Rebecca Heaton on Art and Design Education

Investigating cognition in the creative arts.

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Collaborative Cognition #NSEAD AD 2016

23rd April 2016 an exciting day, the post arrived and the new NSEAD AD 2016 Issue 16 magazine publication arrived sharing articles by University of Northampton art education students and myself as their lecturer. What was special about this particular publishing opportunity was its outcome as what I believe to be a result of collaborative cognition. To explain collaborative cognition I mean the process by which a group of people fuel each others thought process to achieve over a specific period of time and around a particular theme. The outcomes of which at the start could be seemingly unknown.

In this case the AD magazine shares two articles, ‘Our iJADE Conference’ (2016) by students Steph Morris and Alice Crumpler page 19 and my own article ‘Theory versus practice in art and design education’ pages 26-27. We were also fortunate to have an example of one students artwork on the front cover, well done Ellie Pask. So, how was collaborative cognition generated?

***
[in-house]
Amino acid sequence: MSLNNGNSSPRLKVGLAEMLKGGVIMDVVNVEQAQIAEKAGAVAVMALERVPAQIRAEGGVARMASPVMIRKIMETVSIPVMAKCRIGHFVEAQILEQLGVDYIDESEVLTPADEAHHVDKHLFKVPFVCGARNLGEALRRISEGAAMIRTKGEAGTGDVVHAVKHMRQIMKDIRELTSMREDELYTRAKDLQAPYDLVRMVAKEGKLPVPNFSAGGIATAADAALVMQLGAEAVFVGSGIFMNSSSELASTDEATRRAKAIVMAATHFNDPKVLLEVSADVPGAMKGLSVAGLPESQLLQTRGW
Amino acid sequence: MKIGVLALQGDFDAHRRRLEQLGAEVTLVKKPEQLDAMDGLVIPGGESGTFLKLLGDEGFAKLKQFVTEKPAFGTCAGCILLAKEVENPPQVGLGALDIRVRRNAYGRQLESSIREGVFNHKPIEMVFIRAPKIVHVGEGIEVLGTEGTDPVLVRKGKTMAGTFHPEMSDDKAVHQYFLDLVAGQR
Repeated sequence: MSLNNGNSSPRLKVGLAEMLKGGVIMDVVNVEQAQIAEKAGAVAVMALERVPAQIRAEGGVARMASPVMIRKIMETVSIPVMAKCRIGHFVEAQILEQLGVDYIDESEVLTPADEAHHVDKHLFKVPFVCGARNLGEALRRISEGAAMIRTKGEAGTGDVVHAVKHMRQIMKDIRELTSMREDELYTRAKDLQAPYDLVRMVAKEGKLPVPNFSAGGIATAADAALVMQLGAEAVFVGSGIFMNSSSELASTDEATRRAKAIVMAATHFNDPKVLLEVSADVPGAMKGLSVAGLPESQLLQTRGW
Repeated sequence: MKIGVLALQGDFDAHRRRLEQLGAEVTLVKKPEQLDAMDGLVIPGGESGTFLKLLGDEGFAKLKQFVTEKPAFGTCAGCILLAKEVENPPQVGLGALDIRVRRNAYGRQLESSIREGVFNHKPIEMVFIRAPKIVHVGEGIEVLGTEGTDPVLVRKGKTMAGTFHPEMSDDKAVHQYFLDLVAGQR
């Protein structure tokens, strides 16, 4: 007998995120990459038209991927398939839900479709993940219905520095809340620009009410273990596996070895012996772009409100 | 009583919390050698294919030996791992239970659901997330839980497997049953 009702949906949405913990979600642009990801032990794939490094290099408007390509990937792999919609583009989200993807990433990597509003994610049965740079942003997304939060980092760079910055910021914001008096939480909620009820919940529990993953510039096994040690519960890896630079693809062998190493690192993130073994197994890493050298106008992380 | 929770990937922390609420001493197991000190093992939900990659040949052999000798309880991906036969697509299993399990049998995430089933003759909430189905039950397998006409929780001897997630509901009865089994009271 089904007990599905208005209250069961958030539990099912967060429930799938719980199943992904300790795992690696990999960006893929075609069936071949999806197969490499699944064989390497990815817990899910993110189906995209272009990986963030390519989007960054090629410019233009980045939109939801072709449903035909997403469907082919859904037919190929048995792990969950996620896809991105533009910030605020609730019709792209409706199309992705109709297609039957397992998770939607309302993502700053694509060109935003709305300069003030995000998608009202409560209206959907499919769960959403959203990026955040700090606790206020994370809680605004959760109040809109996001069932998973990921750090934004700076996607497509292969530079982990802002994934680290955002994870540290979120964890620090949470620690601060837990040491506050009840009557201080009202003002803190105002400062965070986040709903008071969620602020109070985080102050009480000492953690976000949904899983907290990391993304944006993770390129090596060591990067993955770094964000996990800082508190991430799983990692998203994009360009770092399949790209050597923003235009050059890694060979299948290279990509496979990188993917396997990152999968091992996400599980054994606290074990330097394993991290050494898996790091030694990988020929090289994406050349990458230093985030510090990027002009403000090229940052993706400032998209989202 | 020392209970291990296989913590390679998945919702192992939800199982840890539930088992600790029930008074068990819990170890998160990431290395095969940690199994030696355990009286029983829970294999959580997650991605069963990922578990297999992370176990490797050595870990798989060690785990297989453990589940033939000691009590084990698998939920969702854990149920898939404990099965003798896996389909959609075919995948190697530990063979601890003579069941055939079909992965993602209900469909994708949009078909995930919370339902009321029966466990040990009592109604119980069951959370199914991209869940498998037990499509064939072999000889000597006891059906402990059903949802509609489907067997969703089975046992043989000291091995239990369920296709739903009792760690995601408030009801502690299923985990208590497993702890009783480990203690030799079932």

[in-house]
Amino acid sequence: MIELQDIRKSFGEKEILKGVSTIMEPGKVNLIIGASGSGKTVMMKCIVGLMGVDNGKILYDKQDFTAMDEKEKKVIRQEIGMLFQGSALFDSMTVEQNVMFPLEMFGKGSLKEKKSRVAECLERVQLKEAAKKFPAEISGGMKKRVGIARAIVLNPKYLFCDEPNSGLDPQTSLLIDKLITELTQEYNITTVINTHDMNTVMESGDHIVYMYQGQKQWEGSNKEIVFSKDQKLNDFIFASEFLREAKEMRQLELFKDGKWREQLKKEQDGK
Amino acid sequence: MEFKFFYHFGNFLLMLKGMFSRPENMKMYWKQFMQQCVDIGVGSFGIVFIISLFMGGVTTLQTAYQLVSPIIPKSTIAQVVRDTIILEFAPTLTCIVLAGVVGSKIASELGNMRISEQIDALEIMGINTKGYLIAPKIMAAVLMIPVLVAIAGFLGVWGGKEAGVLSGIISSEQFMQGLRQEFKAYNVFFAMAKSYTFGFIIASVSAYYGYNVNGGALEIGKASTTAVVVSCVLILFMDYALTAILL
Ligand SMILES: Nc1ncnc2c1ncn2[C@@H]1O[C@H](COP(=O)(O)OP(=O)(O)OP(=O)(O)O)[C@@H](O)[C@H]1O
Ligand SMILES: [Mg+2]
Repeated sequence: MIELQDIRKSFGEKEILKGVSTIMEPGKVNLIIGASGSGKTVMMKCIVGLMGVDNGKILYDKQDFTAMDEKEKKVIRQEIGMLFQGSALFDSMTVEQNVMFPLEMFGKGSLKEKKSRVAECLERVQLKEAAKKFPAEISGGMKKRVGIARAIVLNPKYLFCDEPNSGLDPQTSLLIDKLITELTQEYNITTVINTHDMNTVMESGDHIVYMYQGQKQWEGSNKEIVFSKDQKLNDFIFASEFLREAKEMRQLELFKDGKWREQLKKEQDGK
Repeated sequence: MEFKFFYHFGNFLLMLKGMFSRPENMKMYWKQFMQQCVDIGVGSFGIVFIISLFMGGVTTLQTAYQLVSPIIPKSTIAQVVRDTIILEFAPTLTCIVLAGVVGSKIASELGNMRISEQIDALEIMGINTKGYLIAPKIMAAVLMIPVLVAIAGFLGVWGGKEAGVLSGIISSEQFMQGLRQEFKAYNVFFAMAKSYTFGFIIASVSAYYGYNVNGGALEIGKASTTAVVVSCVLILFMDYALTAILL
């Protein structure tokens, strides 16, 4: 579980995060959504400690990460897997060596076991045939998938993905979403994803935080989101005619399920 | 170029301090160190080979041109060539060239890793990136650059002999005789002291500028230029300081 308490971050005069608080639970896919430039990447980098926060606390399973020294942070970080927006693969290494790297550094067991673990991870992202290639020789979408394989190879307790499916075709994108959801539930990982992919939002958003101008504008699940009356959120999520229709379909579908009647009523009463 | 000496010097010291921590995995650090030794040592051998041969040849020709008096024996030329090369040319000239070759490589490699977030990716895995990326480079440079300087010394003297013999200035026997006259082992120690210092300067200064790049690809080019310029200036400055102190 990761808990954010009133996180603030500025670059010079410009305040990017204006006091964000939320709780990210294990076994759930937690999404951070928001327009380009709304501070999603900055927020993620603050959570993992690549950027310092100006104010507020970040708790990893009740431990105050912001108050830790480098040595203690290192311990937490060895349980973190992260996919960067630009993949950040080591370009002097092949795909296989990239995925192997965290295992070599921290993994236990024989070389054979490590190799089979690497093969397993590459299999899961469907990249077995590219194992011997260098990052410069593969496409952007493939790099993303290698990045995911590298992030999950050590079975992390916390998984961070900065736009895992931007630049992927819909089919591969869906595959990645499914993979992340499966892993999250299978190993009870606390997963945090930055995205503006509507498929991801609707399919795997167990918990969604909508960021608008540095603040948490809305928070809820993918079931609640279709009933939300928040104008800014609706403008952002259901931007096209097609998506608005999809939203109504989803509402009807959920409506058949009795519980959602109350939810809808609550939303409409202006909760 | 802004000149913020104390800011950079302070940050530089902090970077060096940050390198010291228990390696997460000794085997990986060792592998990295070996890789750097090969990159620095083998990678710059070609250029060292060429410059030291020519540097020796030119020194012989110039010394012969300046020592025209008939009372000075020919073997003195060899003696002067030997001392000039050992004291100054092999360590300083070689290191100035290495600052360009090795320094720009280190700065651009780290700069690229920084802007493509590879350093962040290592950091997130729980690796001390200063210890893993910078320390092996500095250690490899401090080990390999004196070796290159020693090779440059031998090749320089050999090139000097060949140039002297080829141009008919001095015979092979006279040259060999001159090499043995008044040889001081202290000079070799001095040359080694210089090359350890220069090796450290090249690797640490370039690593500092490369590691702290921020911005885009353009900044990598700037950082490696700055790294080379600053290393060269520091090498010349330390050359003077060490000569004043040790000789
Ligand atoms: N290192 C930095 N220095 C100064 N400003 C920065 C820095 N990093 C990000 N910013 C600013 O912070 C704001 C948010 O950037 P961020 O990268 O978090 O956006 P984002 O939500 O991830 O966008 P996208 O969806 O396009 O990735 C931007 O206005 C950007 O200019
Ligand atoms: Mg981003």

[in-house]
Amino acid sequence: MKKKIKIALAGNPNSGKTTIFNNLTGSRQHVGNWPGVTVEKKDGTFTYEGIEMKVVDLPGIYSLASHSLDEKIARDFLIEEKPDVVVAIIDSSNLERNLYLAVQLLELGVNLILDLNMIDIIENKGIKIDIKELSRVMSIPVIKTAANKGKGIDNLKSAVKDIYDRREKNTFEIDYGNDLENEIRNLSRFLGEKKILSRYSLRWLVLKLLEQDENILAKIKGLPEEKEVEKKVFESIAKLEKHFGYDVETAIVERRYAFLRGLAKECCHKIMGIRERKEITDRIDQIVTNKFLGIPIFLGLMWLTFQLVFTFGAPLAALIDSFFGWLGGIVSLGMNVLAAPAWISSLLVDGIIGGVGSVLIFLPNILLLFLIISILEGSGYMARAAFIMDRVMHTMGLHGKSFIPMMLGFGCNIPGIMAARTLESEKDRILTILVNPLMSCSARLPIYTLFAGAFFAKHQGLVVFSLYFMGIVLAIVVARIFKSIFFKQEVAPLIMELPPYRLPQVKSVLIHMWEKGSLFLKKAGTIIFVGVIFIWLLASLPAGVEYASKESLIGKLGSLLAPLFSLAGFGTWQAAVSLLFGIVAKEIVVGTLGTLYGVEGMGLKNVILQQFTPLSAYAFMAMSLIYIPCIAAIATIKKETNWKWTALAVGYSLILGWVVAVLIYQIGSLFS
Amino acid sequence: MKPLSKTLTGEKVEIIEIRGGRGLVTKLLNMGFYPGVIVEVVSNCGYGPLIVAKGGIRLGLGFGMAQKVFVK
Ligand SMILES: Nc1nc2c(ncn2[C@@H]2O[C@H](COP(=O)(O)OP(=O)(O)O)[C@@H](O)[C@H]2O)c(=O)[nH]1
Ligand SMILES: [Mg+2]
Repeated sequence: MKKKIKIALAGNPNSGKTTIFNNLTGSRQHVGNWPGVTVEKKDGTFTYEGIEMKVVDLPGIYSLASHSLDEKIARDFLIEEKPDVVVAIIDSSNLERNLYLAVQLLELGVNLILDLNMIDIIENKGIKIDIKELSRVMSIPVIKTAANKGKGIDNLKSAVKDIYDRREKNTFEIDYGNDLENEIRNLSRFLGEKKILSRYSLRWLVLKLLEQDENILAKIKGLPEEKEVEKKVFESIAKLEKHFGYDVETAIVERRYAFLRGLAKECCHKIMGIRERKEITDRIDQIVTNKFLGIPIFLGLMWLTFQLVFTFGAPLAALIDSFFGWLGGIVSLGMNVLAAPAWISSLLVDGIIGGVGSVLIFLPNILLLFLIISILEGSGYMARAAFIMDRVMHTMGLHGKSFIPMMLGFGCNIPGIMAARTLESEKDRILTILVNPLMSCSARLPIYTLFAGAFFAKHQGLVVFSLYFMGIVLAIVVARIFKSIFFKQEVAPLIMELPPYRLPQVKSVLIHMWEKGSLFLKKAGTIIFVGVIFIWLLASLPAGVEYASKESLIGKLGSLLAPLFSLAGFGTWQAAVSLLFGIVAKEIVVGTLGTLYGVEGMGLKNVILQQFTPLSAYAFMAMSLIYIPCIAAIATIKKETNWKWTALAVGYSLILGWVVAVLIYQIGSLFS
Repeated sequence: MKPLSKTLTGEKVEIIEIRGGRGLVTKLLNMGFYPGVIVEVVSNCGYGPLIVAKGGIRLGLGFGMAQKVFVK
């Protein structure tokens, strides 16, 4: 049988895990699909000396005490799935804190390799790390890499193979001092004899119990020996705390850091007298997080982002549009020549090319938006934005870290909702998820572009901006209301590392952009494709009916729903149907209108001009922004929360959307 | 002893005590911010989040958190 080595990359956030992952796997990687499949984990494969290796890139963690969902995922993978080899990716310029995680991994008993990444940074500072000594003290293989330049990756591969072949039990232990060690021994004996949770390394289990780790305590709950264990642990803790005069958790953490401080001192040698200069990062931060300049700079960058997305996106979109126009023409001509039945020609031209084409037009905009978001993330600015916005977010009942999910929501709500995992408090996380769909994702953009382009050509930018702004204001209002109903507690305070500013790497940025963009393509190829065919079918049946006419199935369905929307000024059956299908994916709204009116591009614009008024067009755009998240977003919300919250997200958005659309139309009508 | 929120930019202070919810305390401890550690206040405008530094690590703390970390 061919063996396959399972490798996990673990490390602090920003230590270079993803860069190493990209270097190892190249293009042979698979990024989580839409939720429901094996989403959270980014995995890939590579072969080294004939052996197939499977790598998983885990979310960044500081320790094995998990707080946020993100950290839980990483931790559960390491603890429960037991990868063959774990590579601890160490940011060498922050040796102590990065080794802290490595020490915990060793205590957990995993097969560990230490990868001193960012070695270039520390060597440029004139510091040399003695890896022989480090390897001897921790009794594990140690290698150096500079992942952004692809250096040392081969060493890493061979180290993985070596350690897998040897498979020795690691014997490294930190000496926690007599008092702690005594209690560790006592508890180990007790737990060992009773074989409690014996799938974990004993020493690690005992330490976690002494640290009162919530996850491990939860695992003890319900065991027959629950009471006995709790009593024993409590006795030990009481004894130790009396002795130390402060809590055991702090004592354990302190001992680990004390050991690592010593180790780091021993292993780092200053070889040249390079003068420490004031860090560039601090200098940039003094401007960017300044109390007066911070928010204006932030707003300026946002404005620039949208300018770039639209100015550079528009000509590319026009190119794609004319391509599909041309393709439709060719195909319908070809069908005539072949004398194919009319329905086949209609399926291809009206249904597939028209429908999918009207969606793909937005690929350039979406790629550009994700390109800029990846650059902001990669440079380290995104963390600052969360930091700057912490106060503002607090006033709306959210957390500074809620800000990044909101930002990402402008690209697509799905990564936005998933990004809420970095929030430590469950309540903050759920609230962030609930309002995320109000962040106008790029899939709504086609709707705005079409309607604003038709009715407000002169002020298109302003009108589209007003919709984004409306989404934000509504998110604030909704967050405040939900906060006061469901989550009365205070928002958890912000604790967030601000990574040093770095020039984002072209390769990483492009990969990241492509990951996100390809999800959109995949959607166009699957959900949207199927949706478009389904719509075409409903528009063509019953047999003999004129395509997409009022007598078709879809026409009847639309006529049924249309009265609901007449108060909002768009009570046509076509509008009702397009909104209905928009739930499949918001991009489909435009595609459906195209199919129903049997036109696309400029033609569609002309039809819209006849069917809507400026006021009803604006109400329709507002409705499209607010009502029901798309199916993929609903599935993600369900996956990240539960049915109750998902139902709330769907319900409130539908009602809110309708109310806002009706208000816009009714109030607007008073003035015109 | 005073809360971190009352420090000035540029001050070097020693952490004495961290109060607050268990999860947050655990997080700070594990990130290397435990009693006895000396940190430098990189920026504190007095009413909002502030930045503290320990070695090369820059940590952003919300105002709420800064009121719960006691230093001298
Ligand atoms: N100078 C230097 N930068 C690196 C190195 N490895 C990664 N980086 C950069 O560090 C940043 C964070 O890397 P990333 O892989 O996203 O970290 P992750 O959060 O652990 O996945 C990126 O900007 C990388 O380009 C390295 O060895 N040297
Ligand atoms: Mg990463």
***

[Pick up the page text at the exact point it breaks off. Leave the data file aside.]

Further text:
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The two articles have been the end result of a project comprising two avenues, the first a third year art specialism module for the trainee art teachers which involved the students exploring an area of art of their choosing and investigating current concerns in the realm of primary art education. The second avenue an awareness of change maker principles, an ethos which has underpinned the creation of the students art specialism course and which is at the heart of study at Northampton university, in short making positive changes in society to improve our world. When the students and myself embarked on these projects we were not aware of how much we would influence the direction of each others thought, practice and cognition. I was learning from the students as much as they were learning from me. A key example was the publication of the articles, as a fairly new academic and researcher I was guiding students through the publication process, offering advice on editing their work whilst also learning about this process myself. The work the students wanted to share stretched my own thinking, I was learning not only new content about the topics they were exploring but also how to offer critical feedback as a publisher would. Just changing the students audience stretched theirs and my cognition.